The stem plate 57, the stem 77 of which is slotted diametrically of its outer end, as shown at 78, for pivotal connection, as at 79, with a hand lever 80, is normally held seated under pressure of a coiled compression spring 81, and has two hollow bosses 82 and 83 provided thereon, the larger one 82 of which in the service position of the valve interconnects the ports 68 and 69 for delivery of raw water from the pipe 36 through pipe 15 into the top of the softener for downflow softening, the smaller boss 83 in that position being out of communication with the other two ports 70 and 71. That is the position in which the lever appears in FIG. 6, locked against accidental displacement from said position by engagement in a notch 84 on the top of the bonnet 56. The lever 88 can be raised by an upward pull on the handle 85 to unseat the stem plate 57 against the resistance of the spring 81 and turned through to the backwash position, where the lever engages in another notch 86, 90 removed from notch 84, the lever sliding on the .arcuate raised portion 87 provided on top of the bonnet 56 as the lever is moved from the one position to the other, and dropping down into the notch 86 under recoil under the pressure of said spring when it reaches the backwash position, this position of the lever 80 being indicated in dotted lines in FIG. 6. There is no danger of an operator turning the stern beyond either of the two positions mentioned, because the fulcrum end portion .88 of the lever 80 is limited by engagement with a radial shoulder 89 in the ,service position, and in the backwash position by engagement with another radial shoulder 90 provided on top of the bonnet 56. Dole valves are diagrammatically indicated at 92 and 94 since such valves are well known in the art of flow control, are disclosed in US. Patents No. 2,389,134 and No. 2,454,929, and consist generally of an apertured plug which, when seated, allows restricted, pre-determined flow through the aperture and which, when unseated, allows unrestricted flow passed the aperture.

In operation, referring mainly to FIGS. 6, 8 and 10, and assuming that the lever .80 is in the full line service position of FIG. 6, raw water is delivered through pipe 36 to port 68 and through boss 82 in the stem plate 57 to port 69, and thence through the internal pipe 15 into the upper portion 29 of the softener tank 11 for flow downwardly through bed 30, the disc 91 which functions as a flow controlling check valve to allow free flow only in an inward direction, but only restricted flow in the opposite direction, being unseated fully by the incoming raw water. The raw water flows downwardly through the bed of zeolite or other ion exchange material 30 and supporting gravel bed 33 and out through the strainer or distributor 31 provided on the lower end of the vertical pipe 32. The soft water or treated water is conducted through the internal pipe 16 back to the valve base 20, bypassing the freely floating backwash flow controlling Dole valve 92 as the water flows into the chamber 51 in the base 28 and out through port 93 into the outlet chamber 53 (the valve 44 being open) and thence to the service system through pipe 37. There is no danger of the bypass check valve 63 allowing the raw water from pipe 36 to take a short out directly to the service pipe 37, because the spring 64 maintains the necessary pressure differential. In other words, the pressure drop through the longer route from pipe 36 through the softener 11 to chamber 53 is less than the pressure of spring 64 on valve 63. When the stem plate 57 is in the servicef position it is held down under pressure of the spring 81 and also under hydraulic pressure by reason of the fact that the port 94 in the gasket 58 is enlarged sufficiently, as illustrated in FIG. 8, in relation to port 68 in the base 26 to provide communication between the raw water inlet port 68 and the inside of the bonnet 56. It is this additional hydraulic pressure on the stern plate that accounts for the drain port 70 being sealed tightly enough to prevent any leakage to the drain, and that, of course, is extremely important, considering the long period of time that the valve remains in the service position, and the large amount of water that could otherwise be wasted. Another possible alternate flow of water that is prevented is the flow of soft or treated water from the chamber 51 to chamber 56 through port 52 and through the rinse control valve 95, which is another Dole valve, and thence to the drain 38 through the pipe connection 67, such a flow being prevented by the closed pilot valve 48. The service flow described continues until the bed 38 requires regeneration.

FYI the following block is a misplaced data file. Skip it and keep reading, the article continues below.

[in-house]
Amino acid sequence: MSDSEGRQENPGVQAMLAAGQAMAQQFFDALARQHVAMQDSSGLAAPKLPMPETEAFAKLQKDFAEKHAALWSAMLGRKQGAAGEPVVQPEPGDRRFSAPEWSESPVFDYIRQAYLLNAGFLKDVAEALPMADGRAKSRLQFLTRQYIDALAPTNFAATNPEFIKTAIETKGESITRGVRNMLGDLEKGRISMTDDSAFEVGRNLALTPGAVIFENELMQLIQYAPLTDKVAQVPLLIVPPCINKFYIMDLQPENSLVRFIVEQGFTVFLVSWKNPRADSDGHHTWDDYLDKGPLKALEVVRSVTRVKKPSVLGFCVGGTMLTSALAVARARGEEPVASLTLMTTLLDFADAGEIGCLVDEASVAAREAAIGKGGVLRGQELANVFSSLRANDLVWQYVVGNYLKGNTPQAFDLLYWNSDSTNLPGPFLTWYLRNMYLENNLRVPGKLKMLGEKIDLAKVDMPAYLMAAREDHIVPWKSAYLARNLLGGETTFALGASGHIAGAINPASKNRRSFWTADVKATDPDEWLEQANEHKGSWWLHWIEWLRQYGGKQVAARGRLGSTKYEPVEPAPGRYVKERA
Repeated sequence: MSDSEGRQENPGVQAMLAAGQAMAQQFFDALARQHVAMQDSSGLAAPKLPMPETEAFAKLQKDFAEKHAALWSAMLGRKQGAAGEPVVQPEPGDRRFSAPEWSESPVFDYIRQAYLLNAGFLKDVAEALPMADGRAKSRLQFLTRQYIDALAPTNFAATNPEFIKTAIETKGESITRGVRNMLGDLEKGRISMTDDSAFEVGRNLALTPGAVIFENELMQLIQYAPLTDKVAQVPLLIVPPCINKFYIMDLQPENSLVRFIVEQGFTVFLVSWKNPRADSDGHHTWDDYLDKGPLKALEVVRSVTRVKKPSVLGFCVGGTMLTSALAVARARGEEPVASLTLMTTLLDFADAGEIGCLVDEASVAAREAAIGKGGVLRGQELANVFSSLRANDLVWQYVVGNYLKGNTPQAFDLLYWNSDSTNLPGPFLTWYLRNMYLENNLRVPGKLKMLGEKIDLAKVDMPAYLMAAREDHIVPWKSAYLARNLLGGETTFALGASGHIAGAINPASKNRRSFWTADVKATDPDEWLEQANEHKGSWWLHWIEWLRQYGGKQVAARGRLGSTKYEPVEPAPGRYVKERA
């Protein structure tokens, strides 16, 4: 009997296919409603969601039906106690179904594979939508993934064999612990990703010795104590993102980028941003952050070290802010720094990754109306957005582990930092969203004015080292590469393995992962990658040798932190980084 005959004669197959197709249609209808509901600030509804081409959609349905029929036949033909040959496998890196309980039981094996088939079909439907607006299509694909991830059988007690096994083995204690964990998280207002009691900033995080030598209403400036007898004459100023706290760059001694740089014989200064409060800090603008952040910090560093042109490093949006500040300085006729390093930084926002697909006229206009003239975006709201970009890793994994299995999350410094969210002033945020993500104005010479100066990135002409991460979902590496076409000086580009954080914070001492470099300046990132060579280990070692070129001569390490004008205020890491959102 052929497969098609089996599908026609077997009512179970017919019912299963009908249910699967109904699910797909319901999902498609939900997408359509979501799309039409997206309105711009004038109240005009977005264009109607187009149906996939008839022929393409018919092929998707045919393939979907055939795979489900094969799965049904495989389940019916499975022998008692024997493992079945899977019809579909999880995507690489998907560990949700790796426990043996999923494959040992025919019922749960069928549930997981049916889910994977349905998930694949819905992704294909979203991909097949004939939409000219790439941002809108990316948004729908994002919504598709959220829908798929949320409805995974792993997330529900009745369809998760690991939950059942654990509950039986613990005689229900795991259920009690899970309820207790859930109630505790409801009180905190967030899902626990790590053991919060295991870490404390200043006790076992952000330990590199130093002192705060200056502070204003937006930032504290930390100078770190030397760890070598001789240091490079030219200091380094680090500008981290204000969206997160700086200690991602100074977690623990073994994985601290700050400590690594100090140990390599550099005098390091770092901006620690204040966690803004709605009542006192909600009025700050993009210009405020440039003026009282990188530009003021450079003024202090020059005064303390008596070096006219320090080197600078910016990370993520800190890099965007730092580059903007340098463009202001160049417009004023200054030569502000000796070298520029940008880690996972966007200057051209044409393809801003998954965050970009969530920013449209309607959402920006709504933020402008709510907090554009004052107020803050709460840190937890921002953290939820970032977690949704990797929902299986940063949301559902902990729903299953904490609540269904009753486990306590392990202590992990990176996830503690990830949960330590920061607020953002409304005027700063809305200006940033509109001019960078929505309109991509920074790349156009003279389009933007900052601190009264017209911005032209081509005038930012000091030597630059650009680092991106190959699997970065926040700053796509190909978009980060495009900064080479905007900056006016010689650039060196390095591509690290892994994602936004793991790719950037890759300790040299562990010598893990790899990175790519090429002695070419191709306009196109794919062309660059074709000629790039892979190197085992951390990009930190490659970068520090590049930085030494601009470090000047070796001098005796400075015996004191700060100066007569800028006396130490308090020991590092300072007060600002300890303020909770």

To backwash the softener it is only necessary to shift the stern plate 57 from the service position shown in FIGS. 6 and 8 to the backwash position, in which the larger boss 82 on the stem plate interconnects the ports 69 and 76, and the smaller boss 83 interconnects ports 68 and 71, thereby:

(1) Connecting the top of the softener tank 11 through gpe 15 to atmospheric pressure through the drain pipe (2) Bypassing raw water to the service system during the brief period of back-wash from port 71 through passage 74 independently of the bypass check valve 63, and